SAVAGES: Oliver Stone: visionary provocateur or self-important blowhard? Discuss. Or go see his latest, which follows a pair of SoCal weed entrepreneurs who run afoul of the Mexican Baja Cartel. Starring Taylor Kitsch, Benicio Del Toro, Salma Hayek and John Travolta. R. 130m.
KATY PERRY: PART OF ME. But which part? Starting Thursday, this behind-the-scenes documentary takes you backstage with the bubbly tween pop idol, who split with British funnyman Russell Brand during production. See the drama and the Sesame Street-scandalizing décolletage in 3D! PG. 95m.
Ocean Night goes low-fi sci-fi this week with a goofy looking surf/space mash-up called Invasion! From Planet C. The über-low budget B-movie headlines the monthly benefit this Thursday at the Arcata Theatre Lounge. 6:30 p.m. On Sunday at the ATL catch the 2004 steampunk anime feature Steamboy, a fantasy adventure set in Industrial Age Britain. PG13. 126m. 6 p.m.
ABRAHAM LINCOLN, VAMPIRE HUNTER. Imagine if our 16th president hunted vampires before freeing the slaves. Can you picture it? There, I just saved you from having to see this slapdash mess of a movie. R. 105m.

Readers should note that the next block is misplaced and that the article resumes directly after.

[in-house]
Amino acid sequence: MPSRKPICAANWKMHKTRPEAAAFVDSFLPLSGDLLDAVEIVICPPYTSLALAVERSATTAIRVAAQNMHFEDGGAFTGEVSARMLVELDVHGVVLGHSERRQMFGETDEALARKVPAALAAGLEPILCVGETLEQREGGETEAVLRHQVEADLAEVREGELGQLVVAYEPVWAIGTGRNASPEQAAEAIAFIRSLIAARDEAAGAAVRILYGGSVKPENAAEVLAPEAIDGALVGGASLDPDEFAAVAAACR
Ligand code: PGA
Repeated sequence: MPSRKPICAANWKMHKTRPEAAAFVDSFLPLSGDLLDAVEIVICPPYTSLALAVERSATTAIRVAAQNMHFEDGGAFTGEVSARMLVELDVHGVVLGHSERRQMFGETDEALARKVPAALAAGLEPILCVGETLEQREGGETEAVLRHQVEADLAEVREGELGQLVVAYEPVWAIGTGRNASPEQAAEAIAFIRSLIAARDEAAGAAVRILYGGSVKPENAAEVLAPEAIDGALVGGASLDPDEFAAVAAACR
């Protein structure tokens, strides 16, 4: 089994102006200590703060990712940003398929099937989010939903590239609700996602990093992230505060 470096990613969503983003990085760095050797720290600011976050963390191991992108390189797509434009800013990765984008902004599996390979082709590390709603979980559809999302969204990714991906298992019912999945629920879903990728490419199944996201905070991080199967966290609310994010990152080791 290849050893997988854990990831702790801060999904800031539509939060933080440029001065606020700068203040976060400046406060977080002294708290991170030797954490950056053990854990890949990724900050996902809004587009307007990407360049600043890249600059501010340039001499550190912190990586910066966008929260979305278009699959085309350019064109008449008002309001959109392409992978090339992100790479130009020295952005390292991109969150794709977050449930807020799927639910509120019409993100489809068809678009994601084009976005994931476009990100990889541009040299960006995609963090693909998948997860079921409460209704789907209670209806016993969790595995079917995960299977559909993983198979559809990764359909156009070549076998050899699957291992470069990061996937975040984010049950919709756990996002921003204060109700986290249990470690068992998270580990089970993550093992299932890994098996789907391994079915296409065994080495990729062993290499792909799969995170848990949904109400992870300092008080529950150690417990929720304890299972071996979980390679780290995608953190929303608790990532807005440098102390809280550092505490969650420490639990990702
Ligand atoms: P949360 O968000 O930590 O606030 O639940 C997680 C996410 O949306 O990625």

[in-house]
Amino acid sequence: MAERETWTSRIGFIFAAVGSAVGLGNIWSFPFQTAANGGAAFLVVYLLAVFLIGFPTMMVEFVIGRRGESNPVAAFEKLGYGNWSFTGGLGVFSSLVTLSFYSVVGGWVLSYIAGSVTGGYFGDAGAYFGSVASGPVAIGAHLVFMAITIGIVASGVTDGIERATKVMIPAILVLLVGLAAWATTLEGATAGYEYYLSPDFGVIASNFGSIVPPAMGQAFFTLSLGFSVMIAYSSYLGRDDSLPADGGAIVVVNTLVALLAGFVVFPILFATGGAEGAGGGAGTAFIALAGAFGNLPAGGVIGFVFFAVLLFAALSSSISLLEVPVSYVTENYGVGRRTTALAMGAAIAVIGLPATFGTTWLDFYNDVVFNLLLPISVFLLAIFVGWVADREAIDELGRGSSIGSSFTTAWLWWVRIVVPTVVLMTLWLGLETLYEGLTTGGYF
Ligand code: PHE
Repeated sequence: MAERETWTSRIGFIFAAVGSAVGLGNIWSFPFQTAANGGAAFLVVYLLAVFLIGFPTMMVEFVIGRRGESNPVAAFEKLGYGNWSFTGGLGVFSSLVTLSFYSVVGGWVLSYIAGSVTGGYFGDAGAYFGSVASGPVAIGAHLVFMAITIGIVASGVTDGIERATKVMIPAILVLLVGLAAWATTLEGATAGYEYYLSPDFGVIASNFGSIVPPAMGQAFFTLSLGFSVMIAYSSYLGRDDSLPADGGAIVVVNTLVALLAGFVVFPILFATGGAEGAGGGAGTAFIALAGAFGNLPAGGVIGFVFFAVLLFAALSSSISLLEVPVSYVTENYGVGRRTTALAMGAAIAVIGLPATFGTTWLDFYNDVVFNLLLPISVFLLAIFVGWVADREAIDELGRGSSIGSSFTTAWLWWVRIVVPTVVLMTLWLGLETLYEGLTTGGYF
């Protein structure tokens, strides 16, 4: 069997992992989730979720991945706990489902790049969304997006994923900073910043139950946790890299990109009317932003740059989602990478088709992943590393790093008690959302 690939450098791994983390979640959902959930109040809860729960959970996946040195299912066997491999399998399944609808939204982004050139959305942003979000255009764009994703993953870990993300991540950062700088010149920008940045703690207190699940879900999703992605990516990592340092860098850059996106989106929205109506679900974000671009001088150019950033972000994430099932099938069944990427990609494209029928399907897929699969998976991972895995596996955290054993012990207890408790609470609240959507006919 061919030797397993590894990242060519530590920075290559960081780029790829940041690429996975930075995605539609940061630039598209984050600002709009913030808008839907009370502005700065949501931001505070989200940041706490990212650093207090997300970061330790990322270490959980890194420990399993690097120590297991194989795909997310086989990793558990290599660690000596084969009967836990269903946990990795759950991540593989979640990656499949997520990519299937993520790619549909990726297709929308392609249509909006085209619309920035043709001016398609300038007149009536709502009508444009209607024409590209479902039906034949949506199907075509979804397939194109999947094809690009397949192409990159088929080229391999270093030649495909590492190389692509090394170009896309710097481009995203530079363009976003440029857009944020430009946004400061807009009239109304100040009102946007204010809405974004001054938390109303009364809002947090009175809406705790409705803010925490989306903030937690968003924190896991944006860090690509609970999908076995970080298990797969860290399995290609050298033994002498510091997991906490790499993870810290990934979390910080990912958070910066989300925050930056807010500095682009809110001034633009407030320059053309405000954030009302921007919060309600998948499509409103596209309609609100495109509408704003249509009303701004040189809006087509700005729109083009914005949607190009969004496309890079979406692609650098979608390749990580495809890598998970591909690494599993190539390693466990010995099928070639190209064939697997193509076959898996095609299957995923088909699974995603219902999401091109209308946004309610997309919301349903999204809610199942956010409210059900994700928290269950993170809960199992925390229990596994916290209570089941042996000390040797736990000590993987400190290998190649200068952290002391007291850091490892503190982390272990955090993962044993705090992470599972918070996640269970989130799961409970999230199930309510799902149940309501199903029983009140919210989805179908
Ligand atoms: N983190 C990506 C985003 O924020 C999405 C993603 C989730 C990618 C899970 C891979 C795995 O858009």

BRAVE. Pixar's stunning animation doesn't disappoint, even if this tale of a precocious Scottish princess lacks the studio's usual depth. PG. 93m.
THE BEST EXOTIC MARIGOLD HOTEL. British retirees (Judi Dench, Maggie Smith, Bill Nighy) head for India, where the accomodations are not jolly good. PG13. 124m.
MADAGASCAR 3: EUROPE'S MOST WANTED. Top-notch voice talent and clever sight gags distinguish the continuing slapstick adventures of goofy zoo fugitives. PG. 85m.
MADEA'S WITNESS PROTECTION. Tyler Perry continues to milk his unconvincing drag act as the eponymous materfamilias. PG-13. 114m.
PROMETHEUS. Ridley Scott's Alien prequel features breathtaking visuals and strong performances, especially Michael Fassbender's as an android channeling Peter O'Toole. R. 124m.
SEEKING A FRIEND FOR THE END OF THE WORLD. An earthbound asteroid really puts that midlife crisis in perspective. This winning apocalyptic road-trip comedy stars Steve Carell and Kiera Knightly. R. 100m.
SNOW WHITE AND THE HUNTSMAN. Visually stylish adaptation of the Brothers Grimm tale suffers from an underdeveloped plot and fake dwarfs. PG13. 127m.